Help! It seems as though I’m becoming wank-word obsessed. I’m listening out for them all the time now. I think I may be developing a wank-word problem. Where do I go? Wankwordaholic’s anonymous? Anyone have their number?
Anyway, in my quest to discover more wankwords, I stumbled upon another chap’s blog post about tips on things to avoid when writing a resume (or CV as we call it here).
You can read Steve Yegge’s full post here.
Tip #5: Avoid Wank Words
Wank Words are words that inflate your perceived importance (e.g. using “architected” rather than “designed”), or words that have simply become synonyms, such as “Rational UML Process”, for the so-called work done by people who sit on their asses and don’t know how to code anymore.
Wank Words are worse than just devoid of content; they’re active indicators of total inactivity. Resume screeners either delete Wank Words or replace them with the word “wank” (e.g., “Certified Wank Master”), which makes the resume a lot easier to scan.
“Advocate” is a common wank word, when it refers to a title or position. If it’s a verb then it’s just a weasel word, but if you think it’s your title, then you’ve inflated yourself into Wanker territory. Either way, if you’re walking around advocating stuff, it means you’re not working. Also, it means nobody listens to you, because if you possessed actual leadership, people would just do what you recommended and then you wouldn’t need advocate it anymore. So “advocate” just means “wanker”.
“Consultant” is often another absolutely outstanding synonym for “wanker”. Now let me just add, before I get stabbed to death by eager members of the heavily armed Consultant Industry, that some consultants are great. The problem is that the odds are completely stacked against you in tech resume screening. It’s like fast-food experience when applying to be a waiter at a fancy restaurant. It might have helped you hone your waiter skills, but the odds are against it, and a lot of the art of resume screening is about weighing odds.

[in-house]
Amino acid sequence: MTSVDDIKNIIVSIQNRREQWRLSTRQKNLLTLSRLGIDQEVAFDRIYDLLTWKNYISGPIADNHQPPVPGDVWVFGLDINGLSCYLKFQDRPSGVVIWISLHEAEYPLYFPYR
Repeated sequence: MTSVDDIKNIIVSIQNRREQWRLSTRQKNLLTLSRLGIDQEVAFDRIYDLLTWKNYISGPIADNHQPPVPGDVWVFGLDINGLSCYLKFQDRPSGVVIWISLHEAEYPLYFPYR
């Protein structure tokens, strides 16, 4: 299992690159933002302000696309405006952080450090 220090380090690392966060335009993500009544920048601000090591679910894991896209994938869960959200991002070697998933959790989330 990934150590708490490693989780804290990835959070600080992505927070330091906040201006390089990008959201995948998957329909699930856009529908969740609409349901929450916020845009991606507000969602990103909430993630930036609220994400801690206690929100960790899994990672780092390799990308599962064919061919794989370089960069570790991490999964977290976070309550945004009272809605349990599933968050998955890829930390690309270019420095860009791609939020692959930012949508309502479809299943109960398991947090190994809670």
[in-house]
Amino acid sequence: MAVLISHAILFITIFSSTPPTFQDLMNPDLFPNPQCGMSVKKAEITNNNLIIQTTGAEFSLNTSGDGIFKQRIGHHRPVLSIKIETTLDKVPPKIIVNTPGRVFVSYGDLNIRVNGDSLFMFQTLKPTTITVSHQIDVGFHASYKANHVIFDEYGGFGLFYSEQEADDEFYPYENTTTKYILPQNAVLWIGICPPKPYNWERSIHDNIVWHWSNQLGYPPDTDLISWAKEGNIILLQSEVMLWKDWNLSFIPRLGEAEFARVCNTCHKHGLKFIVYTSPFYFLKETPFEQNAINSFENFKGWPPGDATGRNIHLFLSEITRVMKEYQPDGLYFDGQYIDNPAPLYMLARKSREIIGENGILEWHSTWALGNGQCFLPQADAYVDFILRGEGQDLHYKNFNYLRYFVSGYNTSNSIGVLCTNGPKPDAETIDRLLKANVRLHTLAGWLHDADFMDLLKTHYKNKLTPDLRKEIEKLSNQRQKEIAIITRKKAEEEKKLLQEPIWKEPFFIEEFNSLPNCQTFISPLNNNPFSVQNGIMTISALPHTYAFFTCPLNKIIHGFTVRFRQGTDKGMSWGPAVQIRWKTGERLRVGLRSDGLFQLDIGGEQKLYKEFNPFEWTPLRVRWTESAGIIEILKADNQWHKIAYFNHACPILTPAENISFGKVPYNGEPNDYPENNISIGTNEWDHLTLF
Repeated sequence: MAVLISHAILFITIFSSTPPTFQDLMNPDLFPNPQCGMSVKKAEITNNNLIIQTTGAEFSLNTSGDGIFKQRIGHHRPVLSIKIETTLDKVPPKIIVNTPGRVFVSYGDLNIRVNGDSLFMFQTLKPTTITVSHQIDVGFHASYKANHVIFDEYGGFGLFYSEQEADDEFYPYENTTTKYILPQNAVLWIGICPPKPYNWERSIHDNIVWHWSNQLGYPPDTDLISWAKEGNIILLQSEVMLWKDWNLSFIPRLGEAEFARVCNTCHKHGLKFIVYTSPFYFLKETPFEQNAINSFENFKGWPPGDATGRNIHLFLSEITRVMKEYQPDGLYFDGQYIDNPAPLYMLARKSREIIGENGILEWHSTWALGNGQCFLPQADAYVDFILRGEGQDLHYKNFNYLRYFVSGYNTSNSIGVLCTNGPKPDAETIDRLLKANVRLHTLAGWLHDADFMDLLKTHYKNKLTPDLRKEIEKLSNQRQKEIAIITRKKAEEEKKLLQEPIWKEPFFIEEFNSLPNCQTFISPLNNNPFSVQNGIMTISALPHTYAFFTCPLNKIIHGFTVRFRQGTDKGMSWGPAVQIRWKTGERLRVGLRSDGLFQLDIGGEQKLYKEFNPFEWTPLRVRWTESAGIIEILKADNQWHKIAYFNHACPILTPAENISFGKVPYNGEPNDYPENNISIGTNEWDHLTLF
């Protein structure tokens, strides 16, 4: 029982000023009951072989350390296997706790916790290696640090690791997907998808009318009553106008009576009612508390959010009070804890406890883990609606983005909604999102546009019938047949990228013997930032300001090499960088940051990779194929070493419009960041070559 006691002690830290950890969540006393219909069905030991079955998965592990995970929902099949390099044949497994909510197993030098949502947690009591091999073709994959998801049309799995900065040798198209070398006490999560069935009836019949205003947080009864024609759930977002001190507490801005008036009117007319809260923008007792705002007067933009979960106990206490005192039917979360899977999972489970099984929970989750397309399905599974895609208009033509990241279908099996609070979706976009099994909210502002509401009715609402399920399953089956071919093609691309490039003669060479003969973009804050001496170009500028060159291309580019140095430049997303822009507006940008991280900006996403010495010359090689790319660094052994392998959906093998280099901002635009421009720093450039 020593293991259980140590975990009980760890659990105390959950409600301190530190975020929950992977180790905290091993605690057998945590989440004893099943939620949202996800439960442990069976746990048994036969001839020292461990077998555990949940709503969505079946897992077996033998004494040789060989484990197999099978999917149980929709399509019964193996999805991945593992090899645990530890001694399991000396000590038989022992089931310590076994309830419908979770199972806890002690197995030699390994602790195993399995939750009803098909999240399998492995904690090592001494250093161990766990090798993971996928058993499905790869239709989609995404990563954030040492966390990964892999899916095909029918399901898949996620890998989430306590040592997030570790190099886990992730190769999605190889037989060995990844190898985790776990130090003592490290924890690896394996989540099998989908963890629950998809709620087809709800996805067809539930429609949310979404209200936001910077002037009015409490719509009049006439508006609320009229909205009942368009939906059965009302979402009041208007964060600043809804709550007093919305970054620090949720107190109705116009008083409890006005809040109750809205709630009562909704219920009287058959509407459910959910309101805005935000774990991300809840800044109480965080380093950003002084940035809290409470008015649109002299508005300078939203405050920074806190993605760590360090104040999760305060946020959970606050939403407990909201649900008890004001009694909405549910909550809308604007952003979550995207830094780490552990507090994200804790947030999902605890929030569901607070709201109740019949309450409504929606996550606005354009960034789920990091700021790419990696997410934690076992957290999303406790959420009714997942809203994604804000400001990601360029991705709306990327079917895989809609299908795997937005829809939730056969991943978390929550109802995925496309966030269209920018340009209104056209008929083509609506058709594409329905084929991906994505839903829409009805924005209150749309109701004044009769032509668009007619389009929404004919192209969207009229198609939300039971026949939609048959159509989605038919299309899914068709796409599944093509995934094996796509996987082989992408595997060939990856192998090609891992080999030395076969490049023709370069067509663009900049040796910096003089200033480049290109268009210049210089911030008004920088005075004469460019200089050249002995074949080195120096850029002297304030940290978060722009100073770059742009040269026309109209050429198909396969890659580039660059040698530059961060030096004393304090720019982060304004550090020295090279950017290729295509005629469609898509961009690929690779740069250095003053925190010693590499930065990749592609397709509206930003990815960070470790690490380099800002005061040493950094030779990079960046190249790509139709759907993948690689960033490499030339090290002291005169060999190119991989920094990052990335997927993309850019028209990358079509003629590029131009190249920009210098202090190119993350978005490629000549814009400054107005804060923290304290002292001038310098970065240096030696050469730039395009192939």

The problem with “consultant” is that it has two meanings. It can either mean “person who was hired on a contract basis to fill a coding need in the organization”, or it can mean “person hired to ‘consult’, aka ‘wank’, because the hiring organization is too clueless to solve their own problems and too incompetent to retain even one full-time staff member capable of helping them, so they turn to paid self-help.” When you see the word on a resume, it can be hard to distinguish which kind it is.
The all-time worst Wank Word is probably “Methodologist”. It will definitely get your resume circulated around at tech companies, but not for the reasons you were hoping. Any sort of amusing synonym for “Methodologist”, such as Scrum Master, generally has the same effect.
Wank Words are a bit like the adjectives on restaurant menus — meaningless fluff words added in an attempt to make the dish sound tasty. You can get a much clearer idea of what the hell it is that you’re contemplating eating if you take all the adjectives out, including nouns and noun-strings that serve as adjectives. For instance, House Cured Spice Rubbed Apple Smoked Line Caught Columbia River Coho Salmon, when all the Wank Words are removed, becomes “Salmon”, which is of course the only part of the description that you’re actually eating. Depending on how you feel about what that winds up being, you can replace all the adjectives with either “icky” or “yummy”, e.g. “Yummy yummy yummy yummy yummy yummy yummy yummy Salmon”, or “Icky icky icky icky icky icky icky icky Eggplant.”
Hence, many wank-filled resumes wind up looking, after the screeners have marked them up a bit, like this: “Senior wanker wanking for the Wank-Wank Institute of Wankology on the wank wank wank project during which I wanked successfully with seven other wanky wankers.”
Well, “senior” is also kind of a wank word, but you get the idea.
Anyway, my wankword for Monday is: Gameplan.